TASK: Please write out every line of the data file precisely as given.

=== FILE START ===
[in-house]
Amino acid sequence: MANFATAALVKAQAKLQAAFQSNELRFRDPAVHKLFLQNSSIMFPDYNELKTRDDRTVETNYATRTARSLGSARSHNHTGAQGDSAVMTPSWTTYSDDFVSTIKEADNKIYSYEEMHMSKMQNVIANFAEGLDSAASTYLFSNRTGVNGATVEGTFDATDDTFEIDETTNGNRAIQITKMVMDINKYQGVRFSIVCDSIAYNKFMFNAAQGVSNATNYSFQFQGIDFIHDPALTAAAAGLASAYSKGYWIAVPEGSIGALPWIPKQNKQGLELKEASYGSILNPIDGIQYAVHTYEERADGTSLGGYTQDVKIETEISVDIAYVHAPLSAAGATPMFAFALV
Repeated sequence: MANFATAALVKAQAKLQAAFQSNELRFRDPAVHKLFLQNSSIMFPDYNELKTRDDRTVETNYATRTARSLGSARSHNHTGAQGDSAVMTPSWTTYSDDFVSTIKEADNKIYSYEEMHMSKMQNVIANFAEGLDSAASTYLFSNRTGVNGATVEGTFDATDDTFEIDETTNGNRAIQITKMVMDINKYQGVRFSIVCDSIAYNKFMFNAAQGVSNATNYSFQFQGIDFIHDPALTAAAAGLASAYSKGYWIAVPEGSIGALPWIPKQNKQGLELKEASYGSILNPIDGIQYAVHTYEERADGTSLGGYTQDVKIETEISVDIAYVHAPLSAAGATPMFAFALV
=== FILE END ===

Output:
[in-house]
Amino acid sequence: MANFATAALVKAQAKLQAAFQSNELRFRDPAVHKLFLQNSSIMFPDYNELKTRDDRTVETNYATRTARSLGSARSHNHTGAQGDSAVMTPSWTTYSDDFVSTIKEADNKIYSYEEMHMSKMQNVIANFAEGLDSAASTYLFSNRTGVNGATVEGTFDATDDTFEIDETTNGNRAIQITKMVMDINKYQGVRFSIVCDSIAYNKFMFNAAQGVSNATNYSFQFQGIDFIHDPALTAAAAGLASAYSKGYWIAVPEGSIGALPWIPKQNKQGLELKEASYGSILNPIDGIQYAVHTYEERADGTSLGGYTQDVKIETEISVDIAYVHAPLSAAGATPMFAFALV
Repeated sequence: MANFATAALVKAQAKLQAAFQSNELRFRDPAVHKLFLQNSSIMFPDYNELKTRDDRTVETNYATRTARSLGSARSHNHTGAQGDSAVMTPSWTTYSDDFVSTIKEADNKIYSYEEMHMSKMQNVIANFAEGLDSAASTYLFSNRTGVNGATVEGTFDATDDTFEIDETTNGNRAIQITKMVMDINKYQGVRFSIVCDSIAYNKFMFNAAQGVSNATNYSFQFQGIDFIHDPALTAAAAGLASAYSKGYWIAVPEGSIGALPWIPKQNKQGLELKEASYGSILNPIDGIQYAVHTYEERADGTSLGGYTQDVKIETEISVDIAYVHAPLSAAGATPMFAFALV